George said the CJ s letter said: "I have
enclosed for your perusal the comments of
the Judiciary on the Miscellaneous Provisions
The minister said the CJ invited him to
contact him if he had any concerns about
the Judiciary s comments and added: "The
ministry did consult with the Judiciary and
also the Law Association."
He said the association "did respond, via
a letter from Ravi Rajcoomar, senior member,"
and expressed support for the creation of
the Inspectorate of Prisons, saying it was
"correct and complies with modern inter-
Independent Senator Helen Drayton then
raised concerns about the role of the CJ,
describing the minister s revelation about
the CJ as "very peculiar. So if there is a
matter pertaining to this bill, how does the
Chief Justice get involved and I am asking
whether that was appropriate."
George did not respond directly but went
on to give more details of the CJ s role.
He said there was an issue of making HIV
testing compulsory, "and on that particular
matter I think the Chief Justice/the Judiciary
were at pains to point out that we would
be stepping way beyond our bounds of the
constitutional rights of people to seek (to
make) HIV testing compulsory among pris-
He said Archie presented a very cogent
argument on that point.
"So on that particular issue we did value
the input of the Chief Justice," George told
Independent Senator Elton Prescott, SC,
rose in agreement with Drayton and asked
if George was prepared to give the full content
of the CJ s advice, saying that "was inap-
propriate in the first place."
Prescott added: "Either you tell us all that
he has said or tell us why we are being
exposed to it."
Opposition Senator Faris Al-Rawi then
said the minister should provide copies of
the correspondence. George responded that
he could circulate a copy.
Minutes later, leader of Opposition busi-
ness Camille Robinson-Regis said she was
"quite concerned" about George s decision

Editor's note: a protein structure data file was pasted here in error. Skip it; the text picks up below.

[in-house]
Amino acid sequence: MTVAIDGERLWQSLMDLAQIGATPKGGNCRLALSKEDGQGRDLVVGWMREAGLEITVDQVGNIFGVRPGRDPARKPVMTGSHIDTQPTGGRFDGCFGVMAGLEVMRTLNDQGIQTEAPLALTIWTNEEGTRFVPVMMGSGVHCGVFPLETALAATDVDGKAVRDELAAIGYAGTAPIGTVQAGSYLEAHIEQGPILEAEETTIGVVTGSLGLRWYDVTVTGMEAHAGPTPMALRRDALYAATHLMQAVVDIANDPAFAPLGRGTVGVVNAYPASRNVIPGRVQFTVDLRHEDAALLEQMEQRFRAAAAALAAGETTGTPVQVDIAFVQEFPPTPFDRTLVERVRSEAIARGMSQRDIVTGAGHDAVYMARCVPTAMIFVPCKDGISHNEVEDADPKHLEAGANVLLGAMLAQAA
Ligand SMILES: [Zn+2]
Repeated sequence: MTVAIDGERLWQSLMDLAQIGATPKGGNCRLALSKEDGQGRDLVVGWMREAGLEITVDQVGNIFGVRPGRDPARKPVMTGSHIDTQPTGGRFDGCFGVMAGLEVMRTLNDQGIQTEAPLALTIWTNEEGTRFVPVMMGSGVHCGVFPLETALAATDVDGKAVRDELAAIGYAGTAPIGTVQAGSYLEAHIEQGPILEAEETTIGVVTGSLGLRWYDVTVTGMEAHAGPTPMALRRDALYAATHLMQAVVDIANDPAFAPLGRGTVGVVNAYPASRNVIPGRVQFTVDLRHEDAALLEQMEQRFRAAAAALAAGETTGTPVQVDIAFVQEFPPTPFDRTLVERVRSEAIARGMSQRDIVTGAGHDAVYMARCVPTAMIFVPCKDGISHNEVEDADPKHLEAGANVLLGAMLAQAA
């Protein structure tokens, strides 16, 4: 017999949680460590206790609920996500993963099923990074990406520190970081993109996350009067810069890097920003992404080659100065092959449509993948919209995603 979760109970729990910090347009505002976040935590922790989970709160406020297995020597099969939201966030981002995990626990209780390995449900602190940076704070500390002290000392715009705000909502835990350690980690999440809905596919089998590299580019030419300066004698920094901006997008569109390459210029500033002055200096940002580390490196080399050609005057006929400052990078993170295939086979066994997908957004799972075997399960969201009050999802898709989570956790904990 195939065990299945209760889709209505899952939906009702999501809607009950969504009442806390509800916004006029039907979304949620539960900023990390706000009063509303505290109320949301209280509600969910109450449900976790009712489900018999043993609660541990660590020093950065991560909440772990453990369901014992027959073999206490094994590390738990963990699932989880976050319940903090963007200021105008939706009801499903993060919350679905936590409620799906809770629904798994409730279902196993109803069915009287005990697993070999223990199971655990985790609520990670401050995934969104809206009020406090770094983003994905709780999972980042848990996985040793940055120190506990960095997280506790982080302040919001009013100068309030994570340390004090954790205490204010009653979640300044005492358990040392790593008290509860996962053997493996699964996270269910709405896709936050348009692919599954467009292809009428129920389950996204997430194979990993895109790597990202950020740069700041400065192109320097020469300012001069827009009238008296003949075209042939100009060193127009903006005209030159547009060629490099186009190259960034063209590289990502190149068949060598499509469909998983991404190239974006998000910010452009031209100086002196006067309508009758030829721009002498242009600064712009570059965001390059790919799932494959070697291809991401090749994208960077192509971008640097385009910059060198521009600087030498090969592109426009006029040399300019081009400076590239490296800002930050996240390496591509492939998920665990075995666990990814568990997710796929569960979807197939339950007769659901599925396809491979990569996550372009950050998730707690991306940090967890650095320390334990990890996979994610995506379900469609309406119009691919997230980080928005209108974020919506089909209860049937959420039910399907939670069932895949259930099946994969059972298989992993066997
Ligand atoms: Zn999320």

to bring into the Parliament debate the cor-
respondence received from the Chief Justice.
She said her concern was heightened by the
fact that he read a line from the letter into
the parliamentary records.
Robinson-Regis said if Archie had
"expressed no concerns over this piece of
legislation, then it heightens my concern
with what is taking place in the criminal
The issue with the legislation, she said,
was that the measure was "fraught with
problems and issues that need to be
addressed more fully." She said George had
skirted over the issues affecting prisoners,
prison officers and the criminal justice sys-
She also expressed concern over the criteria
for appointment of the Chief Inspector of
Prisons and his deputy, saying that should
not be allowed to happen without any ref-
erence to the Chief Personnel Officer or any
other human resource agency.
The Senate is expected to meet again today
to discuss private members business.
A WORK IN PROGRESS
historic George Brown
House at the corner
of Victoria Avenue
and Queen's Park
South, Port of Spain,
on Monday. The 18th
century house, which
is named after its
architect, was the
centre of controversy
after plans were
afoot to have it
demolished to make
way for an office
complex but due to
public outcry it was
saved and later